As Lent draws towards its close and Holy Week is nearly upon us it speaks of the pain and agony Christ endured on the way to the cross.  It speaks also of the hope of new birth and of new life which comes only through that pain.  It prompts us to think that the world we are born into is surrounded by pain.  And yet at the very moment when we are surrounded by the sharpest pain there is the promise of new life.



Sharing Prayer                                                                                                            30 Minutes

Play some quiet, reflective music.  Make sure that the Crown of Thorns / nest is on the table in the centre of the circle, or in some appropriate place.  Place the small bowl with its mini crown of thorns around the rim next to the larger piece.  In the middle of the bowl write the words  Risen Lord Jesus, give us hope and joy and peace.   These may be written on a piece of paper stuck on the bowl.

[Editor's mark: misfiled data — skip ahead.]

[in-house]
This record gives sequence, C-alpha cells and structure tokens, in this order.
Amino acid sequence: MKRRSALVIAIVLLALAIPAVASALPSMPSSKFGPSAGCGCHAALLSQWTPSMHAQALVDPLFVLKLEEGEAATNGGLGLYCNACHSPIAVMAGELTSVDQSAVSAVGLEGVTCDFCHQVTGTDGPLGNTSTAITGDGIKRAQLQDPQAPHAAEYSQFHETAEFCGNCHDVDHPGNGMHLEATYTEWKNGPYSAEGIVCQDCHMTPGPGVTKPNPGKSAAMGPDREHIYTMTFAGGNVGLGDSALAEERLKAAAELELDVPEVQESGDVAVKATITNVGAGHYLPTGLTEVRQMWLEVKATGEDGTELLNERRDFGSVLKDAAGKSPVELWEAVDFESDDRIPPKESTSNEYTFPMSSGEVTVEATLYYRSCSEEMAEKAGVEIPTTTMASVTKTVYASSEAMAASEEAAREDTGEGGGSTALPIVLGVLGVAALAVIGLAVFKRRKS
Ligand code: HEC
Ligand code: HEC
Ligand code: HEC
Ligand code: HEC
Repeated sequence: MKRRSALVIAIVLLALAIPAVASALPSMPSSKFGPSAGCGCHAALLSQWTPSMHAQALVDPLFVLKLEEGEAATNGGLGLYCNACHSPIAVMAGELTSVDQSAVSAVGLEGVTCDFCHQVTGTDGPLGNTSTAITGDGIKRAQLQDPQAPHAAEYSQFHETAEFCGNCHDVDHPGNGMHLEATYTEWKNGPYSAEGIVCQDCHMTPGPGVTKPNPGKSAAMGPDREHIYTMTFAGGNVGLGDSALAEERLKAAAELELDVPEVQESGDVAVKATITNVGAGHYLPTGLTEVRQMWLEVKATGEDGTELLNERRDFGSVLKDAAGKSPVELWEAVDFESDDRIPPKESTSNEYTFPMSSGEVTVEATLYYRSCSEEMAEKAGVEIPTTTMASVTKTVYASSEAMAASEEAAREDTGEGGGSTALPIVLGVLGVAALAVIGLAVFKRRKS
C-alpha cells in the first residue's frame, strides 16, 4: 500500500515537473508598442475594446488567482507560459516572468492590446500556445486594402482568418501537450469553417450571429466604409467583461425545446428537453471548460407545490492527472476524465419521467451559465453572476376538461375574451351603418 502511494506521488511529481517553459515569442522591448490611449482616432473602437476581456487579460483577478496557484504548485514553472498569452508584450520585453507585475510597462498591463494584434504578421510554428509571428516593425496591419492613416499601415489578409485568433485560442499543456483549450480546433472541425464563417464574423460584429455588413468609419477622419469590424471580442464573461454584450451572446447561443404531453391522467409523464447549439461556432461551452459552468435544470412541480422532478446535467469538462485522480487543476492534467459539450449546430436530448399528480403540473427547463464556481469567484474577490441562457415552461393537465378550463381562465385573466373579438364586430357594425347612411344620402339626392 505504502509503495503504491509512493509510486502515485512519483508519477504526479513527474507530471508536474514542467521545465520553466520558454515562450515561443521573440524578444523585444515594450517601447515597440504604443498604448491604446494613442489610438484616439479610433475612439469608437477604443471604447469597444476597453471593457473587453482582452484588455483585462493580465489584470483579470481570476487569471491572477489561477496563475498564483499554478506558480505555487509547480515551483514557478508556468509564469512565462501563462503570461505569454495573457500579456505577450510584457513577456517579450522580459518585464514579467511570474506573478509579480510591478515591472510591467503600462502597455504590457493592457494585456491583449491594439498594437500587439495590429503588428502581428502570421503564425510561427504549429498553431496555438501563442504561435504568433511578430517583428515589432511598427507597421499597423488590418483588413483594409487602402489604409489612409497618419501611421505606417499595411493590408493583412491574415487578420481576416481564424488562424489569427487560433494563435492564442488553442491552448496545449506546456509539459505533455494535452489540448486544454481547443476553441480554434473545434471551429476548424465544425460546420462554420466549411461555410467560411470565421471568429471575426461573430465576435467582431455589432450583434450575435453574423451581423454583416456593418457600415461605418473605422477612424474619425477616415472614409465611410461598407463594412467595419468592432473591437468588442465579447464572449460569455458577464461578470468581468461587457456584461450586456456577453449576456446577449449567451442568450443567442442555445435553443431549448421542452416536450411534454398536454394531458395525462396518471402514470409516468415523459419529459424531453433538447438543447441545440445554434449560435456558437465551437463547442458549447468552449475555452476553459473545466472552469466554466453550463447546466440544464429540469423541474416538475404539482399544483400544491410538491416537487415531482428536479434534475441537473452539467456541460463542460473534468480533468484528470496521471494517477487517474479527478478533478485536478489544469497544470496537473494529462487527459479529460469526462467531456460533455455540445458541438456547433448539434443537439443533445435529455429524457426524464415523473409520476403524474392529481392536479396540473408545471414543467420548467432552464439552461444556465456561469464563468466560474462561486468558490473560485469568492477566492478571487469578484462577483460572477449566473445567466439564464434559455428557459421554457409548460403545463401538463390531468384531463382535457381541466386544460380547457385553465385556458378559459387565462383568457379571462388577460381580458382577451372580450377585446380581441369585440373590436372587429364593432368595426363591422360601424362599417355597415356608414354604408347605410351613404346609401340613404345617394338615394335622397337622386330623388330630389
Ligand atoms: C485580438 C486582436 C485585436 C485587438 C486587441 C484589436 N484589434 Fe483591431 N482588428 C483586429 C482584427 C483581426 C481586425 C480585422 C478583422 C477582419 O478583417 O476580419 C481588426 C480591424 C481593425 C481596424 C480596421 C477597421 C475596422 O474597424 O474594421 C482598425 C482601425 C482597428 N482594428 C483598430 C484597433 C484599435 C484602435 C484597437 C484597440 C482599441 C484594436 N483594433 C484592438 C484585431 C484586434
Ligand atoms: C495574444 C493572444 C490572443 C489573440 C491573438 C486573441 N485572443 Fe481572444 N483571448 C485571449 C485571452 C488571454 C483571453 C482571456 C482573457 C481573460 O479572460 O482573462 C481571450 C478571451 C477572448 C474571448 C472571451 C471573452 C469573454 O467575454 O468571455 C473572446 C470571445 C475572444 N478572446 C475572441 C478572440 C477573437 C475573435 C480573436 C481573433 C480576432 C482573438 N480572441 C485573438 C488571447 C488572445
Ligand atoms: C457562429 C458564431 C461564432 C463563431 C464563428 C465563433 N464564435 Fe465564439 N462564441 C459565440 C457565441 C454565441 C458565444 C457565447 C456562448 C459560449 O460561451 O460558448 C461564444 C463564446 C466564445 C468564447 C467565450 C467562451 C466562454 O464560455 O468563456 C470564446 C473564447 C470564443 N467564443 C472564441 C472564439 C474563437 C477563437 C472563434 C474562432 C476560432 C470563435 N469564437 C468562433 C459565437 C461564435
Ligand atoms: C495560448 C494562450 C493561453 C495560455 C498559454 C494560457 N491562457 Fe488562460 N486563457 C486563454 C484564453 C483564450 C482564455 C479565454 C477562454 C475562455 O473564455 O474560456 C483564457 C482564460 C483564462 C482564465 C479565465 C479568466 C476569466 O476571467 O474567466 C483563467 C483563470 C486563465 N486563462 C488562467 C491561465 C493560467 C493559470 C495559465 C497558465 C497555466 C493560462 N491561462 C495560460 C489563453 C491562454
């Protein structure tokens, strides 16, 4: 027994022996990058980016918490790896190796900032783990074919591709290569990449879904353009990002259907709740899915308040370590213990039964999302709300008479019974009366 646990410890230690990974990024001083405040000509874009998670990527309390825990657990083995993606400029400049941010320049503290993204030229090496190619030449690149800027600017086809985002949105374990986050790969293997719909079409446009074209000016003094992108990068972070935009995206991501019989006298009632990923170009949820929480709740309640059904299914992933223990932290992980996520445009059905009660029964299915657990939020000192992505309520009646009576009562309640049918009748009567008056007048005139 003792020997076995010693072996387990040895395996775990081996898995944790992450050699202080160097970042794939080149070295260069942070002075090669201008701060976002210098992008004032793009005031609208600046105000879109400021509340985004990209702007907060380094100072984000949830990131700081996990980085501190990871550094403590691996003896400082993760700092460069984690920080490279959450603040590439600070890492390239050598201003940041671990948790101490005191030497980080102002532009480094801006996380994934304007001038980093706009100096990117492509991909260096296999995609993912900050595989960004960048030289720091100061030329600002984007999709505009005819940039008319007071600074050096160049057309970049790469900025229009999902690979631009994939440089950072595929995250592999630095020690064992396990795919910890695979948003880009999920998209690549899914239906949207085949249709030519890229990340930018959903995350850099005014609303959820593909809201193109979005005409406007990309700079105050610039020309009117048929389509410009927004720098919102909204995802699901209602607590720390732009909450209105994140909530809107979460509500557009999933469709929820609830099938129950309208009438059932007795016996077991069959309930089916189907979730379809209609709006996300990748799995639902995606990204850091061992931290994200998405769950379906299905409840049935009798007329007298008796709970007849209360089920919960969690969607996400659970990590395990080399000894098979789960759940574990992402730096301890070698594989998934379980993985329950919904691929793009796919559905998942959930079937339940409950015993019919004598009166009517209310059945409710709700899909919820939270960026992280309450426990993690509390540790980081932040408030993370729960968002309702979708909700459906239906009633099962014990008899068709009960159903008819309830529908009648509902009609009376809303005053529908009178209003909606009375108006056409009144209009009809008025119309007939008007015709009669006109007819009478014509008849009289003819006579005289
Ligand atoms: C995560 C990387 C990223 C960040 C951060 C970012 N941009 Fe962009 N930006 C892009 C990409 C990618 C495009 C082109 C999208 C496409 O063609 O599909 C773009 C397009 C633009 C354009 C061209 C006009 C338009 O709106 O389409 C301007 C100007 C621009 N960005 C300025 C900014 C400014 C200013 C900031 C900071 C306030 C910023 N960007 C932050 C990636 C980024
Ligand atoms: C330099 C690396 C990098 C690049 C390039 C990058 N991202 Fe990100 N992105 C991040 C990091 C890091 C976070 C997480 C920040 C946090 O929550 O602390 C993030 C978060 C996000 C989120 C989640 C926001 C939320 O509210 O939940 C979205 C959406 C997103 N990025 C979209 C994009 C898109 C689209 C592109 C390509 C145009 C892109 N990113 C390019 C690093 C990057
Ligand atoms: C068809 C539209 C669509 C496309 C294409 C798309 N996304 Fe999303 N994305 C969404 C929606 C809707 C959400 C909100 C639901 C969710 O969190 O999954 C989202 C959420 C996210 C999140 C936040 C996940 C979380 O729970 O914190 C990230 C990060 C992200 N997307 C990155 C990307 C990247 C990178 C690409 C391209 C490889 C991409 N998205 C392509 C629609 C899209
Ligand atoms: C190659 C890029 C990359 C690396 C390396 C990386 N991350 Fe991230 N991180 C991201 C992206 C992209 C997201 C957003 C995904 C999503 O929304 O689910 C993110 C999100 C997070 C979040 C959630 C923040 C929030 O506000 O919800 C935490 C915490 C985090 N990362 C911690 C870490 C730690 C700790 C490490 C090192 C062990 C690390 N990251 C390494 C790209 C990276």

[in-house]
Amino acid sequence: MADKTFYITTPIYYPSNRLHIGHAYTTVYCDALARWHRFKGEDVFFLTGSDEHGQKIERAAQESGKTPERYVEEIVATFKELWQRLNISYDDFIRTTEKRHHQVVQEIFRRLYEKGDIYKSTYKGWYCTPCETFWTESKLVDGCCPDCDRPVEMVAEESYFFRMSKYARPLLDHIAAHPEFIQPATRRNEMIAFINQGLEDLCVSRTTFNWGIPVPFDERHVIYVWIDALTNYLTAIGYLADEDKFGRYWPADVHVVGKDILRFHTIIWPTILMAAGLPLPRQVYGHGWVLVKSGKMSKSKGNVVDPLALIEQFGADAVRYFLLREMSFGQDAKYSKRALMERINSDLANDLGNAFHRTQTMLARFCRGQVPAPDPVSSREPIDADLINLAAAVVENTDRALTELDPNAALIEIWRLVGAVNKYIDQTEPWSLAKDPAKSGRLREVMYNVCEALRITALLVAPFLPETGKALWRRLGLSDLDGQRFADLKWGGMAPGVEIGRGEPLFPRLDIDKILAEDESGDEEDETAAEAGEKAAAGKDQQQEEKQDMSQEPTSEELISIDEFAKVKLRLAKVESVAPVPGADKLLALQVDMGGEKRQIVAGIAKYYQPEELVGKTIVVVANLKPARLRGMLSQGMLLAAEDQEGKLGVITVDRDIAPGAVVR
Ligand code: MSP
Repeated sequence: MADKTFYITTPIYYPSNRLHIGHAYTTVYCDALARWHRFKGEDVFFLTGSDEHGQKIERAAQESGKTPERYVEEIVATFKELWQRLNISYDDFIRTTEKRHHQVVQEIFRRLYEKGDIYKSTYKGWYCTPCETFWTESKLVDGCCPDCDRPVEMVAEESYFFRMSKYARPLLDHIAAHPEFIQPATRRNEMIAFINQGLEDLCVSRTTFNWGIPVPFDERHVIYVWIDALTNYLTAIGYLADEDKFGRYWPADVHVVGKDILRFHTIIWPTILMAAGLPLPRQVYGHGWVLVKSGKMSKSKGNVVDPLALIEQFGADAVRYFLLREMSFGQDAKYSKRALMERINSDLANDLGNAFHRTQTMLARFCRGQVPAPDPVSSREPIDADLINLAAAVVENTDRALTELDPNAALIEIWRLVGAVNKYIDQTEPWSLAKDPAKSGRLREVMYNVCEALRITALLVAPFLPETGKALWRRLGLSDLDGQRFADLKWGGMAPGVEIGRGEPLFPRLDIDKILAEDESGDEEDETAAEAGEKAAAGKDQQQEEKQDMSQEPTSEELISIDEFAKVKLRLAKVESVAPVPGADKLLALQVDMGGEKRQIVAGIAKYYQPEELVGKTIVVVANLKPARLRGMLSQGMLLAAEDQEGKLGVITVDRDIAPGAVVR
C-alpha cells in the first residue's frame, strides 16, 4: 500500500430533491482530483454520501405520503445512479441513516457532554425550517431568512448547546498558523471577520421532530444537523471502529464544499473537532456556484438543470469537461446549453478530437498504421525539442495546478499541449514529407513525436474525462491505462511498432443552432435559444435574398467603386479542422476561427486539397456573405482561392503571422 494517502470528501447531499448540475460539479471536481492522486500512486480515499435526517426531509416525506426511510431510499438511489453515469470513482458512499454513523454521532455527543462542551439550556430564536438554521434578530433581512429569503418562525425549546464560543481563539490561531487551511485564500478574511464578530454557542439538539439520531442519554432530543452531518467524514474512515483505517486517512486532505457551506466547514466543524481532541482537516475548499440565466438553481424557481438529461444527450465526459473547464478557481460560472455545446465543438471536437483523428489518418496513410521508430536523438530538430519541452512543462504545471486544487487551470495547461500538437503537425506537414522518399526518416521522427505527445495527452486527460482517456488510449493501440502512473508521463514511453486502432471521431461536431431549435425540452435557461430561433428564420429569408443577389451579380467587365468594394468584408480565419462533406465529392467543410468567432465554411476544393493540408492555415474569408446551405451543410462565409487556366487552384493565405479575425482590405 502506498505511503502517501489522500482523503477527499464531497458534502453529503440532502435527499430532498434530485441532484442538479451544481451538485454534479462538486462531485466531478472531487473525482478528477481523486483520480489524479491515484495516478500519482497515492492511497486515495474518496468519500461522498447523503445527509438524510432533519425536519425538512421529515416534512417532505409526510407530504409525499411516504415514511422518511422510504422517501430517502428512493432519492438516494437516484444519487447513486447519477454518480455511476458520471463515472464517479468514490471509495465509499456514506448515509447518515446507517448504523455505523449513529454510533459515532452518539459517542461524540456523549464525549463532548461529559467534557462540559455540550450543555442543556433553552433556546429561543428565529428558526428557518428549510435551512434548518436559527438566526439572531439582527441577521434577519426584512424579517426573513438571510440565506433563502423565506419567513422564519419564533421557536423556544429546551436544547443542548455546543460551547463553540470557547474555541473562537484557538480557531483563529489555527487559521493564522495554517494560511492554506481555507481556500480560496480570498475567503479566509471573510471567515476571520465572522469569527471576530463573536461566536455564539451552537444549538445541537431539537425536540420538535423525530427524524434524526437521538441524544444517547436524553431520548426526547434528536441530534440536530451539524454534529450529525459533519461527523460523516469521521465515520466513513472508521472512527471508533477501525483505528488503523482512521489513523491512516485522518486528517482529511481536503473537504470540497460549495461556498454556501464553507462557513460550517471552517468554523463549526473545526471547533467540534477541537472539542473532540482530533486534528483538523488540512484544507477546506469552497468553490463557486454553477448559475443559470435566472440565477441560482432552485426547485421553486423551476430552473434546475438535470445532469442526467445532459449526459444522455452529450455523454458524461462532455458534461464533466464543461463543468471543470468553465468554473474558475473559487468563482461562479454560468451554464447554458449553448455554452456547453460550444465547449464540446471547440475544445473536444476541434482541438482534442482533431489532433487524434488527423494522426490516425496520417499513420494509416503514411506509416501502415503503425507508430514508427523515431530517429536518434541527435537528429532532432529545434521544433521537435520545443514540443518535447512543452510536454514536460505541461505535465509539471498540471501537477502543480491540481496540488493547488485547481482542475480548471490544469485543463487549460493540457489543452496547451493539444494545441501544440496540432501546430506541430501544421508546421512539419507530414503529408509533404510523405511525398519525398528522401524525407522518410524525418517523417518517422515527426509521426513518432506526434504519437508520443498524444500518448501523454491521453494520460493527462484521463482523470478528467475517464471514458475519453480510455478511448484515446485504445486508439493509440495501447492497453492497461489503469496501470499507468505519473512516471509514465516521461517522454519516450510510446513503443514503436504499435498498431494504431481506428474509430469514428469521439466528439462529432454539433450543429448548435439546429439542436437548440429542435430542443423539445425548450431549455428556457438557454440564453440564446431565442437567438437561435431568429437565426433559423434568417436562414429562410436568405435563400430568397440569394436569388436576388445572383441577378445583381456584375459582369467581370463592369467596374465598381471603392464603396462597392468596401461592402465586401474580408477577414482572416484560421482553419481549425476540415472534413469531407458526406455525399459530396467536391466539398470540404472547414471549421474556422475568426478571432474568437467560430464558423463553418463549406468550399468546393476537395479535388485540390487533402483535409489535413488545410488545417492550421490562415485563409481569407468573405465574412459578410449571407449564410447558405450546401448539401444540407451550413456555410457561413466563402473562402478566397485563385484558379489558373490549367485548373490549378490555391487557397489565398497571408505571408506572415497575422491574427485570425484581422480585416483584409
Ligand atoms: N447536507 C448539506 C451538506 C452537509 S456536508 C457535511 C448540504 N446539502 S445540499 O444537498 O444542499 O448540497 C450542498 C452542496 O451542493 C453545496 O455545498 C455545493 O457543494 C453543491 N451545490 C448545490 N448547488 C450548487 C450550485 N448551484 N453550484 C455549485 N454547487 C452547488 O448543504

Jesus said, Blessed are those who have not seen and yet have come to believe.
How difficult it can be to believe when there is no opportunity to see.
How many there are who doubt.
To them Jesus says, Peace be with you.  Do not doubt but believe.

Read John 20:24-27.

It is the crucified Christ who bears the marks of the nails and says, Peace be with you.
It is the crucified Christ who is risen and says, Do not doubt but believe.

Read John 20:28-29

Blessed are those who have not seen and yet have come to believe.

Take one egg from the large nest on the central table and place it in the  small bowl.   Hold the bowl for a moment.